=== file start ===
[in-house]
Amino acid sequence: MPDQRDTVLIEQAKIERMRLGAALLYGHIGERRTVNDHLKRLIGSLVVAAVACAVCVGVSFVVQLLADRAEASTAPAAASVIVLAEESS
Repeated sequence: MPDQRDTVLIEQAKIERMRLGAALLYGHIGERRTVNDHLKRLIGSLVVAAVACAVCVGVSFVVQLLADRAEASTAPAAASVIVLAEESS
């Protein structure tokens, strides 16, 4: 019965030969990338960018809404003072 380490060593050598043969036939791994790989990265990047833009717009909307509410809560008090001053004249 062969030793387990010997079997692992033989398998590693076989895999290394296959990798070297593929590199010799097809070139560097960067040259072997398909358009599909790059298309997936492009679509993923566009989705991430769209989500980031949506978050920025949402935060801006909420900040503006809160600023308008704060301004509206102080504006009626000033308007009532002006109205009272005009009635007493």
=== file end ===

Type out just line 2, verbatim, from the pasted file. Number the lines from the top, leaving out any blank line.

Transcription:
Amino acid sequence: MPDQRDTVLIEQAKIERMRLGAALLYGHIGERRTVNDHLKRLIGSLVVAAVACAVCVGVSFVVQLLADRAEASTAPAAASVIVLAEESS